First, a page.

The European Commission said Thursday it is close to a decision in its investigation of US giant Microsoft and its failure to provide clients with a choice of Web browser, as it had promised to do.
"We are close to our decision. It could be one of the first anti-trust decisions in 2013," EU Competition Commissioner Joaquin Almunia said.
"Microsoft recognises that they were not implementing properly the binding commitments" it made in 2011-12 when it introduced its Windows 7 system, Almunia noted.
Microsoft apologised for what it said was a "technical error" on Windows 7 as the EU launched a probe in July into why 28 million users were unable to choose between the company's default Internet Explorer and other browsers.
The Commission charges the company with failing to offer a browser choice on Windows 7 between February 2011 and July 2012, when the company has said it remedied the problem.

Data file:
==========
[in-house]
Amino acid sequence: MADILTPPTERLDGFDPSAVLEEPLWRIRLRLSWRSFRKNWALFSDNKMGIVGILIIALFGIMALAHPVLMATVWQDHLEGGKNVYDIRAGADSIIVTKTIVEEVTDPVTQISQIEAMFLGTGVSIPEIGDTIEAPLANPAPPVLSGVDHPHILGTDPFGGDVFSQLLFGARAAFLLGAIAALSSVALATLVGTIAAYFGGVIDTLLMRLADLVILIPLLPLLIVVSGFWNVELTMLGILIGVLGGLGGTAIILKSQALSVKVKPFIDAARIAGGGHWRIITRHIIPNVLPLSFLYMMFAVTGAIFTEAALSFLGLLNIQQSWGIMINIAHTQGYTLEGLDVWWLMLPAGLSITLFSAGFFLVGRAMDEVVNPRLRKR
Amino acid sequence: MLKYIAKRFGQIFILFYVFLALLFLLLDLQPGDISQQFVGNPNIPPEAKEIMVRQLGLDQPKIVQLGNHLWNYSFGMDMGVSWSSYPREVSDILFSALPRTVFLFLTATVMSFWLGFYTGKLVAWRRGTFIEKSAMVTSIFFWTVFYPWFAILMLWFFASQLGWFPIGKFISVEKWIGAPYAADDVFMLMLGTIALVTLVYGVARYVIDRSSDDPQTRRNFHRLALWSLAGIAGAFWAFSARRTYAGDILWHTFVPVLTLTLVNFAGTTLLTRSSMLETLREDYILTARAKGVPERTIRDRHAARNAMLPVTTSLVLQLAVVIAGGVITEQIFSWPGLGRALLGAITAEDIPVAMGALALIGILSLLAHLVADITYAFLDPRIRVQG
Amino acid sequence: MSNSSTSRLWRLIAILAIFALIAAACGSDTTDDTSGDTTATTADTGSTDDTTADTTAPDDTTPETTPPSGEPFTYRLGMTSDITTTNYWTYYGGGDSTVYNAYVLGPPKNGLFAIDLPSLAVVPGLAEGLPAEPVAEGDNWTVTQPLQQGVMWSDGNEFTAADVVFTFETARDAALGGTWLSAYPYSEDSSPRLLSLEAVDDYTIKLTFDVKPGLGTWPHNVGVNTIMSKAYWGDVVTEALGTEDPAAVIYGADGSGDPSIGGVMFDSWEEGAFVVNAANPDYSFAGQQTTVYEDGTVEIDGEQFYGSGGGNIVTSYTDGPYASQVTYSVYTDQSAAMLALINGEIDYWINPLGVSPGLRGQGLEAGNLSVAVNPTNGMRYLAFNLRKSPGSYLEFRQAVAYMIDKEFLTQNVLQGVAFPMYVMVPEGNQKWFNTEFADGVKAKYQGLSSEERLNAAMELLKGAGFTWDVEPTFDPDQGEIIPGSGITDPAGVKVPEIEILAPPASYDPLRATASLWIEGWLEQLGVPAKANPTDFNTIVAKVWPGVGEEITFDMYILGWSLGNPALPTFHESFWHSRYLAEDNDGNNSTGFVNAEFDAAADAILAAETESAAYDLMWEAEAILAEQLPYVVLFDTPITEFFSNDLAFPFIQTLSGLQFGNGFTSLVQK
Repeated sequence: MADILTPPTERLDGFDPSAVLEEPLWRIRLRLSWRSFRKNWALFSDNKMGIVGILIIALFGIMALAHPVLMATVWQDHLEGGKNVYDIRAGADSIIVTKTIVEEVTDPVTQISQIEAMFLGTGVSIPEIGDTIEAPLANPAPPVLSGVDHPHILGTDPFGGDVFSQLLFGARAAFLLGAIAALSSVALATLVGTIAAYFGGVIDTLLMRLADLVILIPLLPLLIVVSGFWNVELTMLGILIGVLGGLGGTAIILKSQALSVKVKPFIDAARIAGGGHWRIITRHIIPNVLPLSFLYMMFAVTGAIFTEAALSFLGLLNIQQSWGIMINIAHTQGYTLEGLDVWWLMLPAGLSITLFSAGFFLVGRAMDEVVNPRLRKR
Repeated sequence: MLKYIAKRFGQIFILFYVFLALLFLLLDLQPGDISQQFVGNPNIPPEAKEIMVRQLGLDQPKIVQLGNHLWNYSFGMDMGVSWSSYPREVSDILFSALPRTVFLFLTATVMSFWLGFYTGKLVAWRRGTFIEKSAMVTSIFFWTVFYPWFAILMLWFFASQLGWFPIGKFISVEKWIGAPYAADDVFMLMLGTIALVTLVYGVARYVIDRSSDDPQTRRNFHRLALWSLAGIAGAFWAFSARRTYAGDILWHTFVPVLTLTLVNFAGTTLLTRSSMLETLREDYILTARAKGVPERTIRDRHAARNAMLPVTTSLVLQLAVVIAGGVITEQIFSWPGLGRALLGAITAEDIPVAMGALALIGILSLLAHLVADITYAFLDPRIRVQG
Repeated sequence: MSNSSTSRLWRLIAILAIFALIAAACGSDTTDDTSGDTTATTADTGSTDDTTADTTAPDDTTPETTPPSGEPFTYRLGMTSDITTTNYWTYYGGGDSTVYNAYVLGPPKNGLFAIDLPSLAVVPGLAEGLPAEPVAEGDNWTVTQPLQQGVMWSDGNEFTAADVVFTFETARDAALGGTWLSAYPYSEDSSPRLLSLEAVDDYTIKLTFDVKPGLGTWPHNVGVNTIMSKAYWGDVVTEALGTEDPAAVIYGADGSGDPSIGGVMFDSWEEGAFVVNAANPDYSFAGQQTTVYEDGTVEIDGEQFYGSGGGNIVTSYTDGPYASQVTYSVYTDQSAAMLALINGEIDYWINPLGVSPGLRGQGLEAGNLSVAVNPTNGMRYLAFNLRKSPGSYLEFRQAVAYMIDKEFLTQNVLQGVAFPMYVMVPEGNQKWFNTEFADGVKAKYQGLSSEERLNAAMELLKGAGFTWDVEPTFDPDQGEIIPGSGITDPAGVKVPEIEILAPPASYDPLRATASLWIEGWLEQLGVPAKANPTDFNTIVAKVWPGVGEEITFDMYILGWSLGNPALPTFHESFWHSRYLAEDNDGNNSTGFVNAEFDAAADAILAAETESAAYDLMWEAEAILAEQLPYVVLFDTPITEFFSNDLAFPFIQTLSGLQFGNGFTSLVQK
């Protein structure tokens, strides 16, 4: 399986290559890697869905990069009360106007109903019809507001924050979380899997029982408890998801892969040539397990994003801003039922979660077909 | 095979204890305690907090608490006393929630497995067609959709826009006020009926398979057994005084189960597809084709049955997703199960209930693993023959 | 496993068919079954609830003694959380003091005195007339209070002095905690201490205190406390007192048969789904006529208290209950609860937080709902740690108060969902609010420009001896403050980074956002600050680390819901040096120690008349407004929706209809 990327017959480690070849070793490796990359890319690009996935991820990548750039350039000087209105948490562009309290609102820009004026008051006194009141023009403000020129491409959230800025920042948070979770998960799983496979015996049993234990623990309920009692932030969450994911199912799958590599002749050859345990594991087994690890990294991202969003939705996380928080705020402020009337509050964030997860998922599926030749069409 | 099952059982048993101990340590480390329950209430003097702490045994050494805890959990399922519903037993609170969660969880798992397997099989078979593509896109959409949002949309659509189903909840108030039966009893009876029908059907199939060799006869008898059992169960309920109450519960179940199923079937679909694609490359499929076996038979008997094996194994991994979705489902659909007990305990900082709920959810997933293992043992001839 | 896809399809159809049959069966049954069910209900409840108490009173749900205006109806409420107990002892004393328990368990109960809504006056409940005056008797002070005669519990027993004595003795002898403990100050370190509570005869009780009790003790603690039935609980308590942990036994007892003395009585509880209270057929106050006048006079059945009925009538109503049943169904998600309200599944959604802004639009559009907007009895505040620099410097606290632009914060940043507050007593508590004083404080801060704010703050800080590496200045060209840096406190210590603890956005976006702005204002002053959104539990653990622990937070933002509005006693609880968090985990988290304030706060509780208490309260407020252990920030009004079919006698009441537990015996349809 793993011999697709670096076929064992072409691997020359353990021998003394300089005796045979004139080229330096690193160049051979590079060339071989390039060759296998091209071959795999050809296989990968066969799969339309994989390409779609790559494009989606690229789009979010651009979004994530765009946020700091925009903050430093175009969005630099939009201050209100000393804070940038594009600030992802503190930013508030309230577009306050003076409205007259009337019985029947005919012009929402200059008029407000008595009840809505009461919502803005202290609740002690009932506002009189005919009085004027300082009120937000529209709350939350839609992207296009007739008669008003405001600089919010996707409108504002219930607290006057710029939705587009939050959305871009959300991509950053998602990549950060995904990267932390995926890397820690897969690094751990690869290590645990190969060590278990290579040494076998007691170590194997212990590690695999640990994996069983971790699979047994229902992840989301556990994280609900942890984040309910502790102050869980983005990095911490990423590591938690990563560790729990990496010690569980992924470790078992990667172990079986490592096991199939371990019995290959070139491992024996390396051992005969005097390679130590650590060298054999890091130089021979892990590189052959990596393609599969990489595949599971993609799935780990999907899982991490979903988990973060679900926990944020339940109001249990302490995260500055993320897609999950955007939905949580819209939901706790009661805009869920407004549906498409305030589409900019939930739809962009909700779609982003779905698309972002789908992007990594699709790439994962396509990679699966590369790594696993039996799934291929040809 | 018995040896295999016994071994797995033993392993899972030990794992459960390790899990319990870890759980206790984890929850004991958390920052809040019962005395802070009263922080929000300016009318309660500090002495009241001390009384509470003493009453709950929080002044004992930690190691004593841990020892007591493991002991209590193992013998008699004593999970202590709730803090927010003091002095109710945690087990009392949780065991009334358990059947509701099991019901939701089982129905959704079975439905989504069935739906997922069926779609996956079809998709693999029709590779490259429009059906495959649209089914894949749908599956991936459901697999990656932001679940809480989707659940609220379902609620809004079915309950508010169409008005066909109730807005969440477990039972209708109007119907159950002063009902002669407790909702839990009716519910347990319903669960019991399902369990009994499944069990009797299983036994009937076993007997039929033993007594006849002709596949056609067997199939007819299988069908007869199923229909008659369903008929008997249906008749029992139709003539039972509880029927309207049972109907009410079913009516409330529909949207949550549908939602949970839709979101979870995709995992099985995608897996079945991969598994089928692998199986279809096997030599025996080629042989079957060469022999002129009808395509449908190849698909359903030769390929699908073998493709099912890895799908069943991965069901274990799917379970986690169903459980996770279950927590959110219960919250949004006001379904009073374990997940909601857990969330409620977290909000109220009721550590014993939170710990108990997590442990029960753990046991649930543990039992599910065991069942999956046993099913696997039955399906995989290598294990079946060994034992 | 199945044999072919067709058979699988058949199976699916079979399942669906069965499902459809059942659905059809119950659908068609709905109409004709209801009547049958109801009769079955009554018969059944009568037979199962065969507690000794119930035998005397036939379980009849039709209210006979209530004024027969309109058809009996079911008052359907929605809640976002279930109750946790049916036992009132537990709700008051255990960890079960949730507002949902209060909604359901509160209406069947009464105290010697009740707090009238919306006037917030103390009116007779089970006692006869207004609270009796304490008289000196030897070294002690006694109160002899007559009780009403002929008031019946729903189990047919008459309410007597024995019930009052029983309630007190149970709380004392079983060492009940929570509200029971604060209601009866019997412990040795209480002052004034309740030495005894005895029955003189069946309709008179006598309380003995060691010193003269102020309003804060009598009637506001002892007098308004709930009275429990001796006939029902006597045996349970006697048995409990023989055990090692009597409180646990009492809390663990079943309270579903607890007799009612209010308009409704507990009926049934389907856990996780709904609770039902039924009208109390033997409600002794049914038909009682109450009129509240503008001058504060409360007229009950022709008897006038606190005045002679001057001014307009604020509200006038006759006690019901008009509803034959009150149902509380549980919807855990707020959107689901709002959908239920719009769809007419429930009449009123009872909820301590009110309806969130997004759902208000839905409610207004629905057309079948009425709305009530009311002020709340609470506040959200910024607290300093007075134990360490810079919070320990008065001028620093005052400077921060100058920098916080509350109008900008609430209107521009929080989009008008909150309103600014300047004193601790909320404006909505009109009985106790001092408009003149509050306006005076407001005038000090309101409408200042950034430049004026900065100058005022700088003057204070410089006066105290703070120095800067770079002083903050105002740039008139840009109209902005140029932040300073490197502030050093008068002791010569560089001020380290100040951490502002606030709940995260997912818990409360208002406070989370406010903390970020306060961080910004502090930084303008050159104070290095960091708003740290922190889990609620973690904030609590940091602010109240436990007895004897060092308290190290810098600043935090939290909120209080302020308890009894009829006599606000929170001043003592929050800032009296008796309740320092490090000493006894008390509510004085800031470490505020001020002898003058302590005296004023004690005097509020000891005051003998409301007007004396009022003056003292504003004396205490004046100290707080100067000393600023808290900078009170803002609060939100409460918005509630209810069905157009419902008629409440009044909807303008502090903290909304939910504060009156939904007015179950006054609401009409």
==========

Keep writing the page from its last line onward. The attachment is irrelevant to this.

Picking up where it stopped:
Under EU law, a company found to have breached commitments made to resolve competition cases can face a fine of up to 10 percent of annual sales.
The EU fined Microsoft 899 million euros in 2008, subsequently reduced to 860 million euros, for failing to comply with an order to share product information with rivals so that their software could work with Windows.
Explore further: Netflix to launch in Australia, New Zealand this month